FIG. 4(a) is a graph showing the impact noise not reduced. FIG. 4(b) is a graph showing the impact noise reduced. In an experiment on the method, the impact noise was reduced much enough not to make people at work in an office feel unpleasant. Therefore, it is clear that the impact noise is reduced well enough by slowing down the upward swinging of the pen lifting rail 5 in the method. A portion a of the former graph indicates the impact noise which is made at the time of the collision of therail 5 against the pen support arm 4. Another portion b of the graph indicates a noise which is made because of the vibration of the x-axis carriage 3, the butt portion of the arm 4 and other parts of the apparatus, which results from the collision. Although the latter noise is more grave than the impact noise, the latter is greatly reduced as a result of the reduction of the former.

It is preferable that the time, quantity and duration of the instantaneous energizing of the solenoid 15 under the regulatory action of the controller are modulated depending on the location of the pen 10 along the y-axis. Since the distance h1between the pen support arm 4 and the pen lifting rail 5 in the case that the pen 10 is located nearest the casing frame 1 and has the tip on the surface P of the writing paper as shown in FIG. 5(a) differs from the h2 between the arm and the rail in thecase that the pen is located farthest from the frame and has the tip on the surface of the paper as shown in FIG. 5(b), the time which is takes to swing up the rail into contact with the arm 4 after the start of the de-energizing of the solenoid 15 inthe former case differs from that which it takes to swing up the rail into contact with the arm after the start of the de-energizing of the solenoid in the latter case. For that reason, the instantaneous energizing of the solenoid 15 needs to beperformed relatively early in the former case but relatively late in the latter case, in consideration of the possible inaccuracy of assembly of the pen 10 and other parts of the writing apparatus as well as the time to be taken. If the time andquantity of the instantaneous energizing were unchanged for both the cases, the time would be good but the upward swinging of the rail 5 after the contact thereof into the arm 4 would be delayed in the former case, and the time would be so early in thelatter case as to lengthen the time which it took to swing up the rail into contact with the arm. Therefore, it is preferable that the time, quantity and duration of the instantaneous energizing are determined depending on the location of the pen 10 orthe x-axis rail 2 along the y-axis. For the determination, the location of the pen 10 or the rail 2 along the y-axis is calculated by the central processing unit of the controller so that optimal one of pieces of pen lifting rail control data isselected from the time, quantity and duration of the instantaneous energizing, on the basis of the calculated location to perform the instantaneous energizing, as shown in FIG. 6 which is a flow chart. The optimal data is selected on the basis of they-axis ordinate Ty of the calculated location as follows:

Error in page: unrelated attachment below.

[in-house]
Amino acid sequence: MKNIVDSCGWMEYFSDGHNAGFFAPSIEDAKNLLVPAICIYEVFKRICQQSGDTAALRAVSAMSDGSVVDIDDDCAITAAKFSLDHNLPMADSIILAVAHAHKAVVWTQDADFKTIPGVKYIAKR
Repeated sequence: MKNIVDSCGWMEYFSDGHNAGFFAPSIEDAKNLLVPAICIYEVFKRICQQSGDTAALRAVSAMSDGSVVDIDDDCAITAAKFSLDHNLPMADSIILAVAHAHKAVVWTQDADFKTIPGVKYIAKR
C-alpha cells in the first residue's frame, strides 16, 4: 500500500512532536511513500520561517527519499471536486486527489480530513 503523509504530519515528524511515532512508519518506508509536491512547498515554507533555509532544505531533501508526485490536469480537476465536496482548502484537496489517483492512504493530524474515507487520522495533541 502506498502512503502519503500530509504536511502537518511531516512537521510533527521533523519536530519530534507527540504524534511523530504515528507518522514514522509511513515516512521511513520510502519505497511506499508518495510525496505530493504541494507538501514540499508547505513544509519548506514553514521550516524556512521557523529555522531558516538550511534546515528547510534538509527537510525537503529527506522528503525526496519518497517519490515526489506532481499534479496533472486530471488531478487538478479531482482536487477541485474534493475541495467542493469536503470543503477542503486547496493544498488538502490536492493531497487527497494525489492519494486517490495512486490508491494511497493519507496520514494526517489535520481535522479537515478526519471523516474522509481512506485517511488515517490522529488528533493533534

______________________________________ Data (1) if (Ty) < Y1 Data (2) if Y1 = or < (Ty) < Y2 Data (3) if Y2 = or < (Ty) < Y3 . . . . ______________________________________

The time, quantity and duration of the instantaneous energizing of the solenoid 15 can thus be optimized depending on the location of the pen 10 or the x-axis rail 2 along the y-axis so as to slow down the upward swinging of the pen lifting rail5 at an optimal time for an optimal duration.

Since the slowdown is affected by the fluctuation in a driving voltage for energizing the solenoid 15, it is preferable that the fluctuation is monitored by the central processing unit of the controller to cause a constant electrical current toflow through the solenoid to energize it, despite the fluctuation, as shown in FIG. 7 which is a block diagram. Processing with the block diagram is described from now on. The voltage V.sub.MM of a power supply for the solenoid 15 is first convertedinto a digital value in accordance with a formula D.sub.V =A.sub.D (V.sub.MM) wherein D.sub.V is a parameter. Pulse modulation signal data prepared in a program or a table is subjected to a converting calculation in accordance with a formula P=P.sub.WMD.sub.V) so that the value P of a pulse modulation signal P.sub.WM is determined. FIG. 8 shows the wave form of the pulse modulation signal which is sent out from a pulse modulation signal generator. The ratio D.sub.V of the turn-on duration t.sub.onof the signal to the period T thereof is expressed as D.sub.V =ton/T=D.sub.Vty =P). The electrical current I.sub.SOL, which is caused to flow through the solenoid, is calculated in accordance with a formula I.sub.SOL =V.sub.MM .multidot.D.sub.V/R.sub.SOL if the efficiency and switching property of a driver for the solenoid are ideal. In that formula, I.sub.SOL, V.sub.MM and R.sub.SOL are in the units of A, V and .OMEGA., respectively. The constant electrical current can thus be caused toflow through the solenoid 15 despite the fluctuation in the voltage of the power supply.

Reference will now be made in detail to a method of the second preferred embodiment according to the present invention. Since many parts of this embodiment is the same as the first embodiment, the arts are indicated with the same referencenumber, and their detailed description is omitted here.

The second embodiment is a method of moving down the pen of a writing apparatus without spending an unnecessary waiting time.